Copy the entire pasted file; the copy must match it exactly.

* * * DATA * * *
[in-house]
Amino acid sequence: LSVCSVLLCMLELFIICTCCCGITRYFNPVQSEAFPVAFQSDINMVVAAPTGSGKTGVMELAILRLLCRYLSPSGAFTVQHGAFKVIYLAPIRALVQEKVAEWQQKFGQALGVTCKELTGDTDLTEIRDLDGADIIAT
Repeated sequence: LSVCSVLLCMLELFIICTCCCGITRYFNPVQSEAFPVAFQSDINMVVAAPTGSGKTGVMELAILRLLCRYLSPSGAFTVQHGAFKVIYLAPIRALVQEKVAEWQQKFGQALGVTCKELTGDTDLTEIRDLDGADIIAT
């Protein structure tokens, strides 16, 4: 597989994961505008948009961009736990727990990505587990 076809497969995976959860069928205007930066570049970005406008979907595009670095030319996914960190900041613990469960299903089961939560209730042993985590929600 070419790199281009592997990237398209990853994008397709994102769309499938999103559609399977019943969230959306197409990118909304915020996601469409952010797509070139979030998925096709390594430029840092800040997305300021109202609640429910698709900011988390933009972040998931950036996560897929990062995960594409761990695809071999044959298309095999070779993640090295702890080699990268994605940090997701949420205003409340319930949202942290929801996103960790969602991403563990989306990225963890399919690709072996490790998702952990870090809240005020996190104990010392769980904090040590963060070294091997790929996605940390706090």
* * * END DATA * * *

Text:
[in-house]
Amino acid sequence: LSVCSVLLCMLELFIICTCCCGITRYFNPVQSEAFPVAFQSDINMVVAAPTGSGKTGVMELAILRLLCRYLSPSGAFTVQHGAFKVIYLAPIRALVQEKVAEWQQKFGQALGVTCKELTGDTDLTEIRDLDGADIIAT
Repeated sequence: LSVCSVLLCMLELFIICTCCCGITRYFNPVQSEAFPVAFQSDINMVVAAPTGSGKTGVMELAILRLLCRYLSPSGAFTVQHGAFKVIYLAPIRALVQEKVAEWQQKFGQALGVTCKELTGDTDLTEIRDLDGADIIAT
């Protein structure tokens, strides 16, 4: 597989994961505008948009961009736990727990990505587990 076809497969995976959860069928205007930066570049970005406008979907595009670095030319996914960190900041613990469960299903089961939560209730042993985590929600 070419790199281009592997990237398209990853994008397709994102769309499938999103559609399977019943969230959306197409990118909304915020996601469409952010797509070139979030998925096709390594430029840092800040997305300021109202609640429910698709900011988390933009972040998931950036996560897929990062995960594409761990695809071999044959298309095999070779993640090295702890080699990268994605940090997701949420205003409340319930949202942290929801996103960790969602991403563990989306990225963890399919690709072996490790998702952990870090809240005020996190104990010392769980904090040590963060070294091997790929996605940390706090």